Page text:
For those who don’t know Caribbean geography, The Bahamas lies between Cuba, Hispaniola (Haiti and the Dominican Republic) and Florida, with the Turks and Caicos Islands at our tail.

One of our greatest challenges is managing the constant influx of Haitian migrants seeking a better life. We have no solutions, and have hitherto not managed it all that well. We anticipate even more challenges in the months to come. In my free time all my focus falls on Haiti and on the Bahamian response.

Keep our neighbours in your thoughts, y’all.

A little encouragement goes a long way

And flattery goes even further. Thanks to Harry and Aditi, I’ve been encouraged to keep writing on this blog. So I will.

Today I’ve got two things I want to share with you all. The first is that round here we’ve been sleeping with the Canadian covers. When I tell you why you will all want to move here, but I caution you: what you think of as balmy round here is a little different for two main reasons. (1) We are (literally) Hemingway’s (Bahama) islands in the (Gulf) stream, which means that all temperatures here must be imagined in terms of wetness — wet and cool in the winter, wet and hot in the summer. and (2) WE HAVE NO HEATING SYSTEMS. Except in our cars.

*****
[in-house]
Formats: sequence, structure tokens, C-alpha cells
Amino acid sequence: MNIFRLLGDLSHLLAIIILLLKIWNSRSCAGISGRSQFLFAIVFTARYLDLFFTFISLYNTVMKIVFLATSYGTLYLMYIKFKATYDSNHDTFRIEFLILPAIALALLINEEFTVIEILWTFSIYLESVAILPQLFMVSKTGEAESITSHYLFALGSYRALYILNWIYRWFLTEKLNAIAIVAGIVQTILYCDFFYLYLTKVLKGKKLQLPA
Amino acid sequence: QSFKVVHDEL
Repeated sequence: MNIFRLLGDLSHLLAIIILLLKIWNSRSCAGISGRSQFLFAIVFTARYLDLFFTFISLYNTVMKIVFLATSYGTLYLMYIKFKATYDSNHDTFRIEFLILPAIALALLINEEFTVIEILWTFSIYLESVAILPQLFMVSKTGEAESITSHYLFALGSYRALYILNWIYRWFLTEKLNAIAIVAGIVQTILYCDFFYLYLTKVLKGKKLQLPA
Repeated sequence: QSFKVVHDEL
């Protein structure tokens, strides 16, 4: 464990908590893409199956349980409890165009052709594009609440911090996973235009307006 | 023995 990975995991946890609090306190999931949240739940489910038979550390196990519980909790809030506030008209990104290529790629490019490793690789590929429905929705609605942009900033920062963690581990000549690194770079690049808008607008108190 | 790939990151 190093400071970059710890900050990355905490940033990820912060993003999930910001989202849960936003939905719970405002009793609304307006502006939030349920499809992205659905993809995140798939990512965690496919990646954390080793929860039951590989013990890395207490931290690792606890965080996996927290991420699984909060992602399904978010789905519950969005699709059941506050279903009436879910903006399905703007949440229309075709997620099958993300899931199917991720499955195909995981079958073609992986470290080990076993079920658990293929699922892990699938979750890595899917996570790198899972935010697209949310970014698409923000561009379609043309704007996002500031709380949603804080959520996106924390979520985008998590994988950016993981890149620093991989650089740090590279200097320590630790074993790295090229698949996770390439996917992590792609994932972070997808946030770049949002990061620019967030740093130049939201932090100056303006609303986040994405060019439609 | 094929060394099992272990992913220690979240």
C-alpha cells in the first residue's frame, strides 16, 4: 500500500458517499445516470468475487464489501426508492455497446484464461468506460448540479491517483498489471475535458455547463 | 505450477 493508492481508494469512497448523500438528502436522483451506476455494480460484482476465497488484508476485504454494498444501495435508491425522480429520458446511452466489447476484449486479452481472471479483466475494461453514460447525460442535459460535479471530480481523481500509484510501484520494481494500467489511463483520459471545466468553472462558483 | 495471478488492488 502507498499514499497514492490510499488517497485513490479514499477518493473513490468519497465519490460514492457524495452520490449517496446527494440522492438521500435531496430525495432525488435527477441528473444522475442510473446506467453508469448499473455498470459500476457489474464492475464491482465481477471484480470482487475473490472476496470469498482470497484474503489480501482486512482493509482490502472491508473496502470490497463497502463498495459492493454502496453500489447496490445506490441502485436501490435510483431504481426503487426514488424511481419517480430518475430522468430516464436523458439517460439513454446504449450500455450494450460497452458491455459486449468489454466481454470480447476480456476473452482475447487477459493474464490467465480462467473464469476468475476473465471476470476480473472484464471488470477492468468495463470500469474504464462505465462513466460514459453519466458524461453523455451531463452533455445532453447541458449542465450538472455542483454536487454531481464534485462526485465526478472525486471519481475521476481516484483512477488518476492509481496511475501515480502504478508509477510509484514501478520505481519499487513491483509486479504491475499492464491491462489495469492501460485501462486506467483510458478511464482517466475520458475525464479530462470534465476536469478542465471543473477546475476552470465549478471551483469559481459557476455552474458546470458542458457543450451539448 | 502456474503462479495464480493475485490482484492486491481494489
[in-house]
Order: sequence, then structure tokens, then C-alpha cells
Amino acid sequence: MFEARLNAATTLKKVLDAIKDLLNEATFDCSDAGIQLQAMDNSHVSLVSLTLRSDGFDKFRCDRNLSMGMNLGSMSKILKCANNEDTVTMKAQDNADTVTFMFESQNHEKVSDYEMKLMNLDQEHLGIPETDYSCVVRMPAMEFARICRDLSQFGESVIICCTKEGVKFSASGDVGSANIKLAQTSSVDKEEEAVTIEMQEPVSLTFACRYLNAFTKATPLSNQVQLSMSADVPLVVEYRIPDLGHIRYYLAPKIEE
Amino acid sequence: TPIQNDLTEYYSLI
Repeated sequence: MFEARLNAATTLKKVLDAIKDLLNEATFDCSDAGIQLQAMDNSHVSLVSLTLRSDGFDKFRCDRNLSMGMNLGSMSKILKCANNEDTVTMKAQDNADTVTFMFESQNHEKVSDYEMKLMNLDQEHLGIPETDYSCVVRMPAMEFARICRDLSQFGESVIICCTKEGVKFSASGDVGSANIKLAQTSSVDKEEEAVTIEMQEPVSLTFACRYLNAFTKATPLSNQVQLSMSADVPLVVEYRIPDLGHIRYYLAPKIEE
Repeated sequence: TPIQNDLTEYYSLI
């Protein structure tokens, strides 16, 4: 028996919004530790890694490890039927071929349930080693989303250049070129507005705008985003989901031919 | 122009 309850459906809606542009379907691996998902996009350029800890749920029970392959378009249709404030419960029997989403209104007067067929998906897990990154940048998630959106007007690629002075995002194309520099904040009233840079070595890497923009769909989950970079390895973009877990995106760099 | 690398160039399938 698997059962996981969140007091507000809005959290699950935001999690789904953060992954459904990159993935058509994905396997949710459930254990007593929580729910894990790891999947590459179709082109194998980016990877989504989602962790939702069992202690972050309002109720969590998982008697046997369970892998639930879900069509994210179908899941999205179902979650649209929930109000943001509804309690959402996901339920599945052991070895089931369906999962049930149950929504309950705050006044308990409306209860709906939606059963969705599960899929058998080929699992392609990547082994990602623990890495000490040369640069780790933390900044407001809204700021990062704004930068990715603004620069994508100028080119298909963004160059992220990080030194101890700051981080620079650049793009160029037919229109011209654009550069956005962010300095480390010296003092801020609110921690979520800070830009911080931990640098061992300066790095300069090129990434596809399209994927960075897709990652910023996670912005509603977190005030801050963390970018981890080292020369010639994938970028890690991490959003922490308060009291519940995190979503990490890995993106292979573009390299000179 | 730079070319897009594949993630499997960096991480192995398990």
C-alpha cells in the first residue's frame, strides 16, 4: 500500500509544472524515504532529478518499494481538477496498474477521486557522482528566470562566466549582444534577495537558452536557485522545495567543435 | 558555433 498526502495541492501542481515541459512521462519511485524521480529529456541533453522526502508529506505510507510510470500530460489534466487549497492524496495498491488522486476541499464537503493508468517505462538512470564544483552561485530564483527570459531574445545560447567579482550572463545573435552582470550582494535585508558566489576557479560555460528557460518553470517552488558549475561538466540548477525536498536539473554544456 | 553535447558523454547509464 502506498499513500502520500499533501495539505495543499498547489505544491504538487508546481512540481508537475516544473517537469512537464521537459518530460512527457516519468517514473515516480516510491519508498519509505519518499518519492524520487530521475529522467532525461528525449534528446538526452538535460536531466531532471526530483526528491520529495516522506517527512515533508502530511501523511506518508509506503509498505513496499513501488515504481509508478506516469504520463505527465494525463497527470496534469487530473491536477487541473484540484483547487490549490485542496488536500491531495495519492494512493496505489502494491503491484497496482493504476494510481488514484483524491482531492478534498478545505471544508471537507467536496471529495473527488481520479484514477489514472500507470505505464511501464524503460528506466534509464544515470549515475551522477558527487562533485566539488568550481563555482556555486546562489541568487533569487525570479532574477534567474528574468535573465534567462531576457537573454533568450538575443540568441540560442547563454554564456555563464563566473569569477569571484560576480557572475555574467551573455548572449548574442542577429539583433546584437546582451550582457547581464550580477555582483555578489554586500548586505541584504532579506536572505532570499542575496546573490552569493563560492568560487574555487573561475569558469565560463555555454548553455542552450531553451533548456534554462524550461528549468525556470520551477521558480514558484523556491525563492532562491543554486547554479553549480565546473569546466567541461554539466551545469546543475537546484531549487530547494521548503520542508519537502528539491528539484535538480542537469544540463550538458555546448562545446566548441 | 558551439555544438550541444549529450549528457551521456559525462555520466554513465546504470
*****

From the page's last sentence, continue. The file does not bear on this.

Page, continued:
That said, this past week’s average temperature at night has been about 60 degrees F (16 C). (I can hear you now: that’s nothing!! I’d kill for 60!!) Fine, but then add the wind chill (our cold fronts are not still, but arrive on the backs of northern winds), dewpoint and humidity, and then remember: *no heat*. And for most people, no woolly sweaters — just cotton hoodies, unless you’ve been living, like me, in the far far north. All my Canuck friends and transplants are freezing. So think again.

I love it!! The tourists, not so much.
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Happy New Year

So. This blog (Scavella’s Blogsphere) is now going for five years old, having been established sometime in 2005 over on Blogspot. In that time much has changed. In the beginning, I walked anonymous in cyberspace, using my Scavella moniker as a cloak to my real identity, not sure how to use the blog, nor what for (it was mostly for poetry back then). Since then, this has become one of five blogs that I administer, each of them for a different purpose, and each of them more and more time-consuming.